Both business and non-business majors are enhancing their financial literacy thanks to the “Dr. Charod Dodd Investment Challenge,” named after UH West Oʻahu lecturer Charod Dodd, Ph.D., who has incorporated the challenge in his BUSA/FIN (Business Administration/Finance) 326 Investments course this semester.
The investments course covers forms of investments, such as corporate and municipal bonds, common stock, preferred stock, REITs, and retirement accounts. Dodd and his students analyze the risk and return associated with each of these investments. They discuss portfolio valuation, fundamental, technical, behavioral, economic and political risk associated with valuing securities.
In real time, they explore causes of market volatility observed by indexes and the stock price of individual companies. They also discuss investment theories, historical trends, as well as real time Fortune 500 company decisions as covered in the Wall Street Journal (WSJ). Particularly, they analyze the effects on their market price due to executive decisions, fundamentals and economic conditions. The course also covers brokerage functions, stock exchanges and historical data, with a focus on the degree of risk and expected return.
As part of the investment challenge, students engage in the practical application of managing two $100,000 portfolios. For the first portfolio, students are instructed to apply a buy and hold method of investing. Each student chooses five companies and exhaust the $100,000 between the five companies. For the second portfolio, students are instructed to make as many transactions as they would like throughout the semester.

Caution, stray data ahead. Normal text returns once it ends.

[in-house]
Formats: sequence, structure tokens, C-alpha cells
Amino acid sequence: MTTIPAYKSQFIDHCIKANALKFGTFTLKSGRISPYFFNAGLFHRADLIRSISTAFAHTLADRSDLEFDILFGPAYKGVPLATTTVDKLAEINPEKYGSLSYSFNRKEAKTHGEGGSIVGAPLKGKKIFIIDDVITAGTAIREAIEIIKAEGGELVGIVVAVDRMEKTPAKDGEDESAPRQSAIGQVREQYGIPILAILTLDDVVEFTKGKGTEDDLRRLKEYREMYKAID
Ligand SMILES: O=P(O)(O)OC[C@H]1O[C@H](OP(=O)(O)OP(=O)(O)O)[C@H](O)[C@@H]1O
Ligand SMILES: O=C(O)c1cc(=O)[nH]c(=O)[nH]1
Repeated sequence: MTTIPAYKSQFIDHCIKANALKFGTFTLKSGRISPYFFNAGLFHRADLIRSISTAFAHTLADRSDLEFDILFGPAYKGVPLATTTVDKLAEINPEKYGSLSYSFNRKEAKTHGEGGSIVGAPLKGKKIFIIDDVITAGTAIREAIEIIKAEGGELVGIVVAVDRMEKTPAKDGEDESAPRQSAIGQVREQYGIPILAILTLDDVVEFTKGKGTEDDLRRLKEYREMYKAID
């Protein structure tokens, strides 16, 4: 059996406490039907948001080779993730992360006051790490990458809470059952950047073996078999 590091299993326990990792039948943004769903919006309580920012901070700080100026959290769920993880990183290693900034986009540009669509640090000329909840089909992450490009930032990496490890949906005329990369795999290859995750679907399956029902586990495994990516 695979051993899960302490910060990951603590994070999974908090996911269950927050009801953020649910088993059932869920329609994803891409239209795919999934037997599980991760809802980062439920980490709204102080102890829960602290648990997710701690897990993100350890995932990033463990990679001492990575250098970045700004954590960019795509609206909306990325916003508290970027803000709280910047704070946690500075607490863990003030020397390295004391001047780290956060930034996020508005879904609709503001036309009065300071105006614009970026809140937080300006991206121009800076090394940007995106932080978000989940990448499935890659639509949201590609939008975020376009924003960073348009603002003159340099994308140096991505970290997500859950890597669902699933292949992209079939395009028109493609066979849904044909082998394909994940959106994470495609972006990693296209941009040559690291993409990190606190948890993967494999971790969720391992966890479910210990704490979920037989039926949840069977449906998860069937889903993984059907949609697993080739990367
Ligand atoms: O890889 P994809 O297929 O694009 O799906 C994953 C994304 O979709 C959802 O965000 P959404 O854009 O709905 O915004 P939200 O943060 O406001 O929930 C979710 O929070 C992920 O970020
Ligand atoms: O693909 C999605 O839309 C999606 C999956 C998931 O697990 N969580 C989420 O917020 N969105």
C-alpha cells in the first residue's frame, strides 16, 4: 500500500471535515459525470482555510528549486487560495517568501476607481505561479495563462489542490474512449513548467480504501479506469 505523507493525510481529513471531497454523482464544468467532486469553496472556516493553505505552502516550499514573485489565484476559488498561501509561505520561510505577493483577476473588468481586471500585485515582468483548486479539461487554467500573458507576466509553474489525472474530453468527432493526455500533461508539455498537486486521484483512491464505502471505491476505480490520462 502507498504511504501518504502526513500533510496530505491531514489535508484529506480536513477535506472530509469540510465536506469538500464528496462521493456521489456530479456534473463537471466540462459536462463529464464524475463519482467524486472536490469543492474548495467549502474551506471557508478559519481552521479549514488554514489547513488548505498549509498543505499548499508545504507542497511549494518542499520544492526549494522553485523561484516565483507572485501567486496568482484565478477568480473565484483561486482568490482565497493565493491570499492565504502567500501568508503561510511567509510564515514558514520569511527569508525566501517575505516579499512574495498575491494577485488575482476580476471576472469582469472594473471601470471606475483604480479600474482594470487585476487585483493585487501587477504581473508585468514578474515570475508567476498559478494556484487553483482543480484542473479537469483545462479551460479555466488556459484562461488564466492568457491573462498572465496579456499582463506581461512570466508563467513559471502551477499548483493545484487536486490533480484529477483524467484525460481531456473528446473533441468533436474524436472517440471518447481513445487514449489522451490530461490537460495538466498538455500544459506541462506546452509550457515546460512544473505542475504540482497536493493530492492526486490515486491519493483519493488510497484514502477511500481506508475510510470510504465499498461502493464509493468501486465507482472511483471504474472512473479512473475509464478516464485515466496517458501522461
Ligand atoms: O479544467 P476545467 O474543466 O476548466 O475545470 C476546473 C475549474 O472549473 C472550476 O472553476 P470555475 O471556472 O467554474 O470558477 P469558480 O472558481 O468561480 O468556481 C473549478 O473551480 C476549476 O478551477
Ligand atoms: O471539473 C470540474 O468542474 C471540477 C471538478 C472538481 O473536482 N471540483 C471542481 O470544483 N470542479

At the end of the semester, they will compare the returns and theories used to set up and manage each portfolio. They will also analyze the risk and return, market conditions and valuations in real time based on the decisions each student is making.
After last semesterʻs challenge, multiple students outperformed market returns. At the beginning of the semester, students relied on use of personal beliefs, rhetoric they heard and behavioral ideas to drive their investment decisions. By the end of the semester, students were applying the strategies discussed throughout the semester. Last semester, Dodd included awards for the first place winners of the active and passive portfolios. This semester, Dodd plans to add small scholarships for the winners of each portfolio.
“I enjoy teaching this course and watching the growth in financial literacy displayed by each student,” Dodd said. “I have been able to grow the application and engagement in this course by including WSJ articles and the discussion of current market events. I have also introduced students to research in the field of finance, particularly in investment finance research.”
Dodd has years of experience in the finance industry, has served as a finance professor for over 10 years and published in the areas of real estate finance, behavioral finance, investments and corporate finance.